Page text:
A masked gunman roams the hallways of Dartmouth Middle School.
But it's only a drill.
He's eventually caught by a SWAT team and taken into custody.
The tense minutes of the hunt were played out over computer monitors at the school and at the Dartmouth Police Department through a system called Mutualink.
"It's the gel that brings disparate communications systems - radio, video, public address, it brings them all together on a common operating platform," said Jeff Kelly of Mutualink.
When school administrators realize there's an emergency, someone hits a designated panic button. Instantly, the school cameras and public address system can be seen at a police dispatcher's desk, putting someone who would otherwise be on a radio, in the school's halls, and in the case of Thursday's drill, following the gunman's every move.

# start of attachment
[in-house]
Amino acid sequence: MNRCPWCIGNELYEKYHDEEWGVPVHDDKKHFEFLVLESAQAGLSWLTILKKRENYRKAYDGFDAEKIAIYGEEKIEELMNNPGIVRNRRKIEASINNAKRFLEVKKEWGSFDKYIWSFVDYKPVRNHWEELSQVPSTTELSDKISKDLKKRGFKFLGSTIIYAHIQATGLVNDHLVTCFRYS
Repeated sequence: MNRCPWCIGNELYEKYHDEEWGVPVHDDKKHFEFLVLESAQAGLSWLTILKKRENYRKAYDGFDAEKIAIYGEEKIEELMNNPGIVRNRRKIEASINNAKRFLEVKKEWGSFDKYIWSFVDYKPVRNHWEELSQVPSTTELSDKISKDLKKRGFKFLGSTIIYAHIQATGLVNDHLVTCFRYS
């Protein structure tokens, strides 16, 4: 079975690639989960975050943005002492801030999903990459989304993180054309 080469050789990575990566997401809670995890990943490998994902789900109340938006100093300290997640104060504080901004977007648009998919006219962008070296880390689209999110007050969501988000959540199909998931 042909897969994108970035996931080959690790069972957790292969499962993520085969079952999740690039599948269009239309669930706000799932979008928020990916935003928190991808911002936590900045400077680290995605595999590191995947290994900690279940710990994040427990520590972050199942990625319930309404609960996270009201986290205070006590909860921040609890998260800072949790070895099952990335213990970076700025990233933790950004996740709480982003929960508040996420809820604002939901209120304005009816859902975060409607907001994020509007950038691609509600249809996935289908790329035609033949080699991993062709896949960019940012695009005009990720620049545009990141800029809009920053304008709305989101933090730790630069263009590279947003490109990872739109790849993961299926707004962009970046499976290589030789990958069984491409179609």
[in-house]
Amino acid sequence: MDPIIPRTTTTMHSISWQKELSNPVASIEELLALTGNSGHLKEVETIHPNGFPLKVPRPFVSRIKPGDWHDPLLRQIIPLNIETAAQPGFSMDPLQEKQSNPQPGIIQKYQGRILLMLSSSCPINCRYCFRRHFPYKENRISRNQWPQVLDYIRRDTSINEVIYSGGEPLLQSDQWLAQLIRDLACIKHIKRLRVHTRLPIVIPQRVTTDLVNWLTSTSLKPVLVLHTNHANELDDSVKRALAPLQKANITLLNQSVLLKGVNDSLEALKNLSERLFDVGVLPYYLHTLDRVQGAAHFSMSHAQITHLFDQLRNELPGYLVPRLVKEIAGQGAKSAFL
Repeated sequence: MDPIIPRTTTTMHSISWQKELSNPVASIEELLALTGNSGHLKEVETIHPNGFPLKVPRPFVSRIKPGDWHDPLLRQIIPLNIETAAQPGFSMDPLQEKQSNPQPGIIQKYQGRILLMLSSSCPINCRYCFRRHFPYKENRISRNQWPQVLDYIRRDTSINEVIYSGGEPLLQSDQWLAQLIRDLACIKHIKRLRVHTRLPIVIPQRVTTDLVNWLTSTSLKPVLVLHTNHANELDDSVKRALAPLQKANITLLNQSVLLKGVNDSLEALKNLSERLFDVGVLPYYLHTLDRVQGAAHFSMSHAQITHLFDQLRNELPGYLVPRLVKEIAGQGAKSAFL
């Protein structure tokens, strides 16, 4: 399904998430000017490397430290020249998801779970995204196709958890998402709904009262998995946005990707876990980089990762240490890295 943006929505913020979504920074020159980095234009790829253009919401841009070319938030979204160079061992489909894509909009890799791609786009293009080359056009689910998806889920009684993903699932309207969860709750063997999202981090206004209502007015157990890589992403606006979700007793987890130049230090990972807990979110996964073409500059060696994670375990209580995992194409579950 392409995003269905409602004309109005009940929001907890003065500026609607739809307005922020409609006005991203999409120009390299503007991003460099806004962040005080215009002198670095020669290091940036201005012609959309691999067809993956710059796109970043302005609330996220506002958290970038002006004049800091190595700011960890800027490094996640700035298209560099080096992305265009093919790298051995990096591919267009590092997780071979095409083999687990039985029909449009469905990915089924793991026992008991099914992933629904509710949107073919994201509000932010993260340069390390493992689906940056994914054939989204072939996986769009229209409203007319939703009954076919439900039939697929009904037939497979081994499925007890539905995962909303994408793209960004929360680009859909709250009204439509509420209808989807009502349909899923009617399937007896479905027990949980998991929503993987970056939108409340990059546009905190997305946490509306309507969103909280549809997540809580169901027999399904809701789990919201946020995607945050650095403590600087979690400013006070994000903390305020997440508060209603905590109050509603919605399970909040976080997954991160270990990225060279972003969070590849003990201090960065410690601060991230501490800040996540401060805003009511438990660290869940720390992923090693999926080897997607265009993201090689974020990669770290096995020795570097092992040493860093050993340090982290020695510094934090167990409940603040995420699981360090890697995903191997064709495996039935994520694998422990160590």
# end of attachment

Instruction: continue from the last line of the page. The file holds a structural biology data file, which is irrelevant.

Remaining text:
"It cuts our response time in half. It gives the officers who are responding as much information as they can possibly obtain," said Dartmouth Police Chief Timothy Lee.
The Mutualink system is being used in stadiums, shopping malls, and even helped in the aftermath of the Boston Marathon bombings.
In Dartmouth, every school is wired making it the first kindergarten through 12th grade system in the country to adopt the communication network.
"Any system that we have in place to prevent something from tragically happening is a huge plus," said Dartmouth Middle School Principal Darren Doane.
The system cost the town a little more than $100,000.